International climate policy post-Copenhagen is in crisis. In order to keep the global mean temperature rise below 2 °C by the end of the century, a resolute course must be set in the international climate process within the next few years. The German Advisory Council on Global Change (WBGU) recommends that in order to revitalise the multilateral climate process, policy-makers and civil society in Europe take on a self-confident leading role in global alliances with selected ‘climate pioneer’ countries and that more intensive support be provided for civil society initiatives.
The following recommendations are directed primarily at the German Government in light of its role in the international arena, particularly within the European Union (EU), at intergovernmental level via its bilateral and multilateral cooperation, and in the United Nations context.
Revitalising multilateral climate policy
The WBGU considers it necessary to replace the consensus principle – which impedes the decisionmaking process – with a majority-based system of decision-making in the context of the United Nations Framework Convention on Climate Change (UNFCCC). It is essential to safeguard the key successes achieved in the UNFCCC process. This applies, not least, to agreements on adaptation to the climate change already taking place in particularly at-risk developing countries. However, Germany’s commitments largely consist of funds already earmarked for climate protection and development cooperation, which undermines the credibility of pledges of support and weakens the developing countries’ trust in the climate process. The EU should offer to endorse a second Kyoto commitment period even though this strand of negotiations under the UNFCCC has not yet produced a legally binding treaty, and notwithstanding the possible departure from the Kyoto process of some countries which are currently bound by reduction commitments. It should propose to cut its own greenhouse gas (GHG) emissions by at least 30 % by 2020 from the 1990 baseline. The WBGU proposes a worldwide debate at the highest political level and within European civil society on how ambitious actions on climate can be implemented with a view to achieving compliance with the 2 °C guard rail affirmed in the Copenhagen Accord.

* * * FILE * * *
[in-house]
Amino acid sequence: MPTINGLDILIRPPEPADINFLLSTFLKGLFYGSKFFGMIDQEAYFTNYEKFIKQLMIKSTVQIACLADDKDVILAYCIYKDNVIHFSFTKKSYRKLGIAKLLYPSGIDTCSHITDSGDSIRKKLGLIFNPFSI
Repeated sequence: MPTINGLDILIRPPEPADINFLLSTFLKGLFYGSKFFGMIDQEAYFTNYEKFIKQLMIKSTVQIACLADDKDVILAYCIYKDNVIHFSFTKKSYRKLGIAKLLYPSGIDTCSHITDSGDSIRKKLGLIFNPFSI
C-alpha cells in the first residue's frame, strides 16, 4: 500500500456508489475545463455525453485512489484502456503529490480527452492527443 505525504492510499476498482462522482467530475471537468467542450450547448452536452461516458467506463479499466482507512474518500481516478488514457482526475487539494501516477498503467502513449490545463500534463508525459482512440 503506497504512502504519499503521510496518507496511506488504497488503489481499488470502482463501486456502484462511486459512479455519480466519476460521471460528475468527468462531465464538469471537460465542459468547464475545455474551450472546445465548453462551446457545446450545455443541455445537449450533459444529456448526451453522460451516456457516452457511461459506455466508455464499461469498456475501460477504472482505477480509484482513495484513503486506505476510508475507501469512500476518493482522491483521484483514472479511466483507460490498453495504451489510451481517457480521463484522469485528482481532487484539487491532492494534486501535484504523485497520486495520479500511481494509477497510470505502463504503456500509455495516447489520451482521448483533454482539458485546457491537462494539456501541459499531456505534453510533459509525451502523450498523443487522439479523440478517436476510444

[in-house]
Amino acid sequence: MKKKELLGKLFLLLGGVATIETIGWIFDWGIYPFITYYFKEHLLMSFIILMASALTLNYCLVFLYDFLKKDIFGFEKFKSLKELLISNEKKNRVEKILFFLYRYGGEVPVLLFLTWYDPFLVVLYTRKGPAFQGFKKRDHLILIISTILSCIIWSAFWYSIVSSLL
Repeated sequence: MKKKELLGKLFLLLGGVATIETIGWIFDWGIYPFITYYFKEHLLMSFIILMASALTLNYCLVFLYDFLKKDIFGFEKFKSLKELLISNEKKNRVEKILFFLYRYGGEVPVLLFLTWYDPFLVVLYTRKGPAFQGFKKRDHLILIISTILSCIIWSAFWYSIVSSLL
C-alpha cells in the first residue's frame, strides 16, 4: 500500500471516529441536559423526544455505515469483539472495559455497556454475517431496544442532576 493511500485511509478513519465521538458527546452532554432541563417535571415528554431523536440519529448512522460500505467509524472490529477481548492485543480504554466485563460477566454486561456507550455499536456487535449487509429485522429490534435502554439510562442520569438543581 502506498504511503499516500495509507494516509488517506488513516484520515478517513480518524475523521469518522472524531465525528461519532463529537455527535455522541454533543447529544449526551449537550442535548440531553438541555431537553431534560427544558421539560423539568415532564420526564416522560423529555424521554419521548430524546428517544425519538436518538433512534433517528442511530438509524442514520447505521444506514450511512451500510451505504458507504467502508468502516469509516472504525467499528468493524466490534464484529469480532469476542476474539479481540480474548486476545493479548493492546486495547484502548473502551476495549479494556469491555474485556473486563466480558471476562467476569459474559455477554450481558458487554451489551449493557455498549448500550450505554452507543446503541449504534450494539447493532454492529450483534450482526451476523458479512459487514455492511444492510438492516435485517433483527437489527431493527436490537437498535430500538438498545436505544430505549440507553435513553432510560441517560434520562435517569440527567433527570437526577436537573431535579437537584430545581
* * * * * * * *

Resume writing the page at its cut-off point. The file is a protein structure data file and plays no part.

Strengthening Europe’s credibility through good practice
The EU should develop its 20-20-20 Agenda into a 30-20-20 Agenda by committing to reduce greenhouse gas emissions by 30 % by 2020. The aim of 100 % energy provision from renewable sources for Europe by the year 2050, combined with a pro-active energy efficiency strategy, could give international climate policy fresh momentum, and put Europe’s competitiveness on a sustainable footing at the same time. To speed up strategic innovation processes and to cut the costs of Europe’s energy system, the WBGU recommends a Europe-wide system of feedin payments for renewable energies. This would target financial support on locations with the best availability of each renewable resource. To develop future energy supply structures, the WBGU proposes the launch of a European initiative that builds on the objectives of the Lisbon Strategy. The implementation of a high-tech strategy – specifically, a renewables-based energy supply system for Europe combined with a new ‘SuperSmart’ grid – could demonstrate that economic efficiency and climate protection are by no means mutually exclusive. Initiatives launched by cities and municipalities in climate alliances, along with engagement by the business community and civil society organisations involved in climate-friendly transformation, should receive more attention and support from policymakers at national and supranational level, in the WBGU’s view.
Sub-global alliances of climate pioneers
At present, the US and China are blocking each other – and therefore the global climate policy process as well. Europe can help to break this deadlock by exploring the option of sub-global climate alliances without the ‘G2’. To that end, a pilot coalition should be set up, involving an ambitious group of key countries such as India, Brazil, Egypt, Indonesia, South Korea, Japan and the Maldives, representing various thematic areas such as forest conservation, infrastructural development, expansion of EU emissions trading, expansion of renewables, improving energy efficiency, and adaptation. This alliance, in the WBGU’s view, should form privileged partnerships and thus become a self-confident driver of a new type of climate multilateralism, in a role similar to that once played by the six core countries of the European Economic Community. The pilot coalition would also signal that it believes in and supports a rapid transition to a climate-friendly world economy, thereby encouraging competition in the field of ‘green innovation’. At the same time, the EU should encourage joint action on the individual thematic areas via education, research and technological cooperation with selected countries. As examples, the WBGU proposes three specific thematic alliances: (1) an alliance with key forest countries, (2) an alliance in the field of climate-friendly infrastructure, and (3) an alliance focussing on the expansion of the EU emissions trading scheme into new geographical areas.
Download the entire policy paper by the German Advisory Council on Global Change (WBGU) "Climate Policy Post-Copenhagen: A Three-Level Strategy for Success"
The above is a WBGU policy paper co-authored by Prof. Dr. Dirk Messner. Professor Messner is the Director of the German Development Institute / Deutsches Institut für Entwicklungspolitik (DIE) and Vice Chairman of the German Advisory Council on Global Change (Wissenschaftliche Beirat der Bundesregierung Globale Umweltveränderungen - WBGU).
This special report is licensed under a creative commons license.
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